Party dissent, more DQ cases hound Marcos Jr.
Two more petitions opposing the presidential candidacy of Ferdinand Marcos Jr. were brought to the Commission on Elections (Comelec) on Thursday, including one filed by the supposed original officers and members of his adopted party, the Partido Federal ng Pilipinas (PFP), questioning his membership.
Another petition against the late president Ferdinand Marcos’ son and namesake concerning his 1995 tax evasion conviction was filed by the party list group Akbayan led by former Commission on Human Rights chair and martial law survivor Etta Rosales, along with other activist groups that had filed their own disqualification case against him.
Akbayan amplified the arguments made in two earlier petitions filed by other individuals and groups that fought the dictatorship: that Marcos Jr. was disqualified from seeking public office for life because he has been found guilty of tax offenses as a public official.
The latest petitioners also said Marcos Jr.’s conviction fell within the Comelec’s grounds for disqualification of candidates, because tax evasion was tantamount to a crime involving “moral turpitude” and he was convicted with finality for which he was sentenced to imprisonment of more than 18 months.
The petitions now number seven, including an earlier one by taxpayers seeking to intervene in support of the petition to cancel Marcos Jr.’s certificate of candidacy (COC) for supposedly falsely claiming eligibility to run; another that seeks to cancel his COC filed by another aspirant with the same surname; and another that wants him declared a “nuisance candidate.”
But Marcos Jr.’s camp remains focused, according to his spokesperson Victor Rodriguez.
“We respect the right of every disillusioned group to take whatever legal action they think would best serve their own agenda, so we also expect them to respect our right to be heard,” Rodriguez said in a statement
‘Never officer, member’
Claiming to be the true chair of the PFP, retired police general and National Commission on Muslim Filipinos Commissioner Abubakar Mangelen led the supposed original party members in denouncing the “unauthorized, unilateral, illegal and improper” issuance of a certificate of nomination and acceptance (Cona) to Marcos Jr., “who as records would show was never an officer or member of PFP.”
Mangelen said Marcos Jr.’s endorsement by “some officers of PFP came as a big shock and surprise” to him and a “substantial number of officers and members” of the party.
“As a matter of fact, the party officers from Lanao del Norte and other areas who were not consulted or notified of any meeting or convention complained of their replacement as officers without due process of law and in contravention of the PFP’s constitution and bylaws,” he said in the petition.
Mangelen said the Cona issued to Marcos Jr. “is unauthorized, defective, invalid and void,” and that the party’s endorsement of him as standard-bearer “is inoperative, void and nonexistent.”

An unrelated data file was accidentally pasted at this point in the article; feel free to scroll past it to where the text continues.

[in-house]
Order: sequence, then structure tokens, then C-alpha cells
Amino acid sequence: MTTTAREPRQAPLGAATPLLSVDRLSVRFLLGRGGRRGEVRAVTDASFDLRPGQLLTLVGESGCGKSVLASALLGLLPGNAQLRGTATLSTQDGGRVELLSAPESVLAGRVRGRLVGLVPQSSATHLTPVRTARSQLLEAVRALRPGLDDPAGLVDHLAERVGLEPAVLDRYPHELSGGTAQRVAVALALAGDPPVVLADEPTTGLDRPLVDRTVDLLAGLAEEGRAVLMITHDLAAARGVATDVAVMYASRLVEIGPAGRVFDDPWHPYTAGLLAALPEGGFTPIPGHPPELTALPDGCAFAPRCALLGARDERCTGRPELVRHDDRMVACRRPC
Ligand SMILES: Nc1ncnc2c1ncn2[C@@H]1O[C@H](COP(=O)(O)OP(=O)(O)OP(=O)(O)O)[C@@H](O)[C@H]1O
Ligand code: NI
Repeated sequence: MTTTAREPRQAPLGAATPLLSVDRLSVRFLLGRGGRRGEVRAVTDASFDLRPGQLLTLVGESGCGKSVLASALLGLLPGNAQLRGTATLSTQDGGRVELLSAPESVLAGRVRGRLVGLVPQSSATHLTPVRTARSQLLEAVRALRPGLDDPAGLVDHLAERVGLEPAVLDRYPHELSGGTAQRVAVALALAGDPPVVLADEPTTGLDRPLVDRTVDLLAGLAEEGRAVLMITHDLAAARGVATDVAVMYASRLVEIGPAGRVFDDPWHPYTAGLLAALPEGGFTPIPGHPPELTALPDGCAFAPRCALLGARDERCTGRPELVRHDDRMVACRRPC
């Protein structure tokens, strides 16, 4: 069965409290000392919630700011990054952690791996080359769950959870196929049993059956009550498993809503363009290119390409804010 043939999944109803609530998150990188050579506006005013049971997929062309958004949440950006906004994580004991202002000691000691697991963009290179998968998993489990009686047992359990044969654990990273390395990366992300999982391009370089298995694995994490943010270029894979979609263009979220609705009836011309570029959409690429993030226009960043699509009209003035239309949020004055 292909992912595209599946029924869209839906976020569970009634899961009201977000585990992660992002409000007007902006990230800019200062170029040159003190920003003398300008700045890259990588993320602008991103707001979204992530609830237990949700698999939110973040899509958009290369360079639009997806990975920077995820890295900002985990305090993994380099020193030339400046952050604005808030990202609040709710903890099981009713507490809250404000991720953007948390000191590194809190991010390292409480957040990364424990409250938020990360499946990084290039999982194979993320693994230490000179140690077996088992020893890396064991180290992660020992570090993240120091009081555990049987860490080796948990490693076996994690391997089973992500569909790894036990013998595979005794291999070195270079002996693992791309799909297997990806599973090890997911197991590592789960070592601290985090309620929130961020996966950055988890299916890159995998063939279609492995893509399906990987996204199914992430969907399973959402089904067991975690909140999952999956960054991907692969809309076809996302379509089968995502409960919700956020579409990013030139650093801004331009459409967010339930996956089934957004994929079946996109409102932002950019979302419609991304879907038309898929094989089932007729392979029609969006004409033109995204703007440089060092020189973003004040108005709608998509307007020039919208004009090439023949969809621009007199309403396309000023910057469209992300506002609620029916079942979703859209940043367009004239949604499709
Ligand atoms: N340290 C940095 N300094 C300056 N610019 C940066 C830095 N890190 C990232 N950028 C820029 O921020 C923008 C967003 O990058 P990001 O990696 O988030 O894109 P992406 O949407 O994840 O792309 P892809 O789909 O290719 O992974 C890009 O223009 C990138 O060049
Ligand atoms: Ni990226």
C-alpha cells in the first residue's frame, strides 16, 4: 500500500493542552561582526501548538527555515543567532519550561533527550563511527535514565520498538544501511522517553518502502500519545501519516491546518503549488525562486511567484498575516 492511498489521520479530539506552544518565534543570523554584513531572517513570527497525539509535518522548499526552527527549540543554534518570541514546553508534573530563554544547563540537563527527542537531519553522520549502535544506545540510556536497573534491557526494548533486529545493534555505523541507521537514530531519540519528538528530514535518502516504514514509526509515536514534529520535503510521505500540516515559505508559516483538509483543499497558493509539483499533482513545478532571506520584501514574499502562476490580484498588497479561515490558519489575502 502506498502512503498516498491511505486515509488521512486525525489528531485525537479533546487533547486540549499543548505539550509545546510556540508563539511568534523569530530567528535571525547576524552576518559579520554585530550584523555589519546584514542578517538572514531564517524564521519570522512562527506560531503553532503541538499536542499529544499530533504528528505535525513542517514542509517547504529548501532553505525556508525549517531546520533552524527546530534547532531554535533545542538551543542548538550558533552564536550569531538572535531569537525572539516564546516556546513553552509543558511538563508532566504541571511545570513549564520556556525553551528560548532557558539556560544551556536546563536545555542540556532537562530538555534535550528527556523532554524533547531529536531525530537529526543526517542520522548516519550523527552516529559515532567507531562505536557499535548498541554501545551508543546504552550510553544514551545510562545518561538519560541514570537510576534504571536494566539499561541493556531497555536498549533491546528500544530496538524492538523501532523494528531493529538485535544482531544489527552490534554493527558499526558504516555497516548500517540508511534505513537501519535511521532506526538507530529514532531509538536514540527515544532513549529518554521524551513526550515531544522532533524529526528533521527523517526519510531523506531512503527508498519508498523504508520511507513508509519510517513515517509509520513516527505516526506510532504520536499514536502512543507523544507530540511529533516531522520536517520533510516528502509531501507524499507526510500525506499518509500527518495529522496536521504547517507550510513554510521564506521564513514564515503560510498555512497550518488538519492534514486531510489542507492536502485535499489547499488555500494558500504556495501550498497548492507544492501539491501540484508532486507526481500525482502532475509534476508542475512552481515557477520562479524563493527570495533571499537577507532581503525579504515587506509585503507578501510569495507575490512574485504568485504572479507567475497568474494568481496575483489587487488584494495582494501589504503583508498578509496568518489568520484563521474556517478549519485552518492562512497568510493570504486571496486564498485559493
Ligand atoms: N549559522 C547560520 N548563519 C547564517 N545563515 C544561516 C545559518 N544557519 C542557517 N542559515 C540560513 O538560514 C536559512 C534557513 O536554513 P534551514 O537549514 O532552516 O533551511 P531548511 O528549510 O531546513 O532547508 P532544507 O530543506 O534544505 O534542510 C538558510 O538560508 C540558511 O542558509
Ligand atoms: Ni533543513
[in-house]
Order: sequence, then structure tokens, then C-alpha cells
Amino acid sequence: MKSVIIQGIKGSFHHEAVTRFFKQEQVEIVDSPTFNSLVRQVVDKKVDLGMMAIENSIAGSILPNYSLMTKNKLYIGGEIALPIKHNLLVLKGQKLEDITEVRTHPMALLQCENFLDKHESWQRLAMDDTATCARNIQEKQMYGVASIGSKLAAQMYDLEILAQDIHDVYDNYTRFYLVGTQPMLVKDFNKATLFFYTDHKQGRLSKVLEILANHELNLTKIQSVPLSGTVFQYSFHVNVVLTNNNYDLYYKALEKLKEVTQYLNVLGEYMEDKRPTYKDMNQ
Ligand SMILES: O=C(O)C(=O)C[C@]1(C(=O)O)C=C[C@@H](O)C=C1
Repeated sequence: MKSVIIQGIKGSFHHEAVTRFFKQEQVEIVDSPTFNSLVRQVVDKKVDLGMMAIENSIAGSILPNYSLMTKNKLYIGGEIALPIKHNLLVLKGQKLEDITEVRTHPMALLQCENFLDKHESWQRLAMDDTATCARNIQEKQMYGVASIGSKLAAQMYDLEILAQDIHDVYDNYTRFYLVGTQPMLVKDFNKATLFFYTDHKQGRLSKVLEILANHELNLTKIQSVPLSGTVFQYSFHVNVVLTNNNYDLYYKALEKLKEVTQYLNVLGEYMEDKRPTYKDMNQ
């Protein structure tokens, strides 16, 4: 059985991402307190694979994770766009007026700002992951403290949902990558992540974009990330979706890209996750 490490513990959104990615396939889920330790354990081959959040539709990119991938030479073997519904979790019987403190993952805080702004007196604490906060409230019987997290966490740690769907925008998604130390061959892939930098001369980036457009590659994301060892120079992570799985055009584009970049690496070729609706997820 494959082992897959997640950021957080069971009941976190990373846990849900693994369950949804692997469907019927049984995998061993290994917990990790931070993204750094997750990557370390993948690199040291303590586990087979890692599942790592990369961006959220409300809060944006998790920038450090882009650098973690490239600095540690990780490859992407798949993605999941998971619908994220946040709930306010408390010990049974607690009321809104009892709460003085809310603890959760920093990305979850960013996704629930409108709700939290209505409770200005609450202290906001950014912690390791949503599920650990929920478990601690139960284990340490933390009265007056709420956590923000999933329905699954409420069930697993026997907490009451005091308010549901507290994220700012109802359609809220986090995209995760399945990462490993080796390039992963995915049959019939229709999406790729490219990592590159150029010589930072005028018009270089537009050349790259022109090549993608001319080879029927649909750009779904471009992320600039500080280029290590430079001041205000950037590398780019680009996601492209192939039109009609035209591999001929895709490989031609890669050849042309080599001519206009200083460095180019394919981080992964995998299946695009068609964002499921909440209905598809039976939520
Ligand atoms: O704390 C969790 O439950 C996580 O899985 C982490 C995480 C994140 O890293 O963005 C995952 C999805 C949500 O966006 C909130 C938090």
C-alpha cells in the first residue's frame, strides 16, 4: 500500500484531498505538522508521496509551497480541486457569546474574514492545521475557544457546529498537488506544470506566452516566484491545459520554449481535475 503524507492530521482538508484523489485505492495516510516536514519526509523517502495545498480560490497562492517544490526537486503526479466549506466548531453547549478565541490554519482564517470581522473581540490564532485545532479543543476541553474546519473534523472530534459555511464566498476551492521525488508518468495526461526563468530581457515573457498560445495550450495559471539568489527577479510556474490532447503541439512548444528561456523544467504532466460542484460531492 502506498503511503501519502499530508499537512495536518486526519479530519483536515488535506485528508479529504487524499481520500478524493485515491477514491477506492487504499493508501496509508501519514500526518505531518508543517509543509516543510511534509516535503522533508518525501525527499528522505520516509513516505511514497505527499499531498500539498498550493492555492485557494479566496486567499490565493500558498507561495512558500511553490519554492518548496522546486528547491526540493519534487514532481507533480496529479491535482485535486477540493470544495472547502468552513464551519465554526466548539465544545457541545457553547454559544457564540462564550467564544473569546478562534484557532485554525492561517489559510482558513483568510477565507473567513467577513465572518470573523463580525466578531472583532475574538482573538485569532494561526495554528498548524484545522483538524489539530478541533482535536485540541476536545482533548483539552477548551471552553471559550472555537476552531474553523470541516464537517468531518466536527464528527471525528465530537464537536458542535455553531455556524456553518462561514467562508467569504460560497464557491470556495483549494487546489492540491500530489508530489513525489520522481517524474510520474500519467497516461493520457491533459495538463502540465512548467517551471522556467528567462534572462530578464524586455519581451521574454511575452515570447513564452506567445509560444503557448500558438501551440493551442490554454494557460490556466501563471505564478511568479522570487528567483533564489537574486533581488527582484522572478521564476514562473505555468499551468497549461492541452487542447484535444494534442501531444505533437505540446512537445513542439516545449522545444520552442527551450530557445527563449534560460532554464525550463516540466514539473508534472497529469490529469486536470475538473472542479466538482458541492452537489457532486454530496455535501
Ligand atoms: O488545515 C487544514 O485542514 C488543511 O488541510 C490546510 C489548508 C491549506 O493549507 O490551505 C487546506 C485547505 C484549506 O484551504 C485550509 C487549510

As well, Mangelen said Marcos Jr. should be disqualified for “ineligibility” due to his conviction of “a crime involving moral turpitude.”
Per Comelec spokesperson James Jimenez, two petitions in favor of Marcos Jr. have been filed by the PFP and by South Cotabato Gov. Reynaldo Tamayo Jr. who stands as PFP president.
The Comelec’s second division required the parties to comment on these petitions.
Marcos Jr. was convicted by the Quezon City Regional Trial Court on July 27, 1995, of four counts of failure to pay income taxes and four counts of failure to file income tax returns (ITRs) from 1982 to 1985. He was sentenced to serve a total of nine years in prison and to pay a total fine of P72,000.
On appeal, the Court of Appeals on Oct. 31, 1997, acquitted him of failure to pay income taxes but sustained his conviction of failure to file ITRs. He was ordered to pay the deficiency income taxes with interest until fully paid.
He filed an appeal at the Supreme Court but eventually withdrew it, and his conviction became final on Aug. 31, 2001. At the time, he was governor of Ilocos Norte, the post he also held from 1982 to 1985.
“To complete the picture, he was then the son of the ruling dictator, the same dictator who imposed the penalty of perpetual disqualification for all public officers who dare violate the National Internal Revenue Code of 1977. Perhaps he thought he was an exception to his father’s decrees,” Akbayan et al. said in their petition.
They said Marcos Jr.’s “repeated failure … for more than a decade to file his [ITRs] as a public officer was a series of continuing acts done contrary to justice, honesty, modesty or good morals that manifest baseness, vileness or depravity.”
They claimed that the appellate court’s decision to exclude the penalty of imprisonment of three years imposed by the Quezon City court for his failure to file his ITR for 1985 was “patently a mistake.”
“In fact, the Court of Appeals held that [he] failed to prove that he did not commit the crime of failure to file his [ITR] for the year 1985,” they said.
Section 254 of the 1977 National Internal Revenue Code requires the penalty of imprisonment in a conviction of failure to file an ITR, the petitioners added.
Rodriguez said the disqualification cases filed against Marcos Jr. were just part of the demolition job of “one group” who did not want the country to move forward.
He did not name the group. But earlier, he said the “yellows” should stop using the Comelec for their political propaganda to derail Marcos Jr.’s presidential run.
“Yellow” refers to the political color of Vice President Leni Robredo’s Liberal Party, which she chairs.
Rodriguez said that despite the disqualification cases, Marcos Jr. and his running mate Davao City Mayor Sara Duterte would continue to focus on uniting the country and working for economic recovery. —With a report from Nestor Corrales
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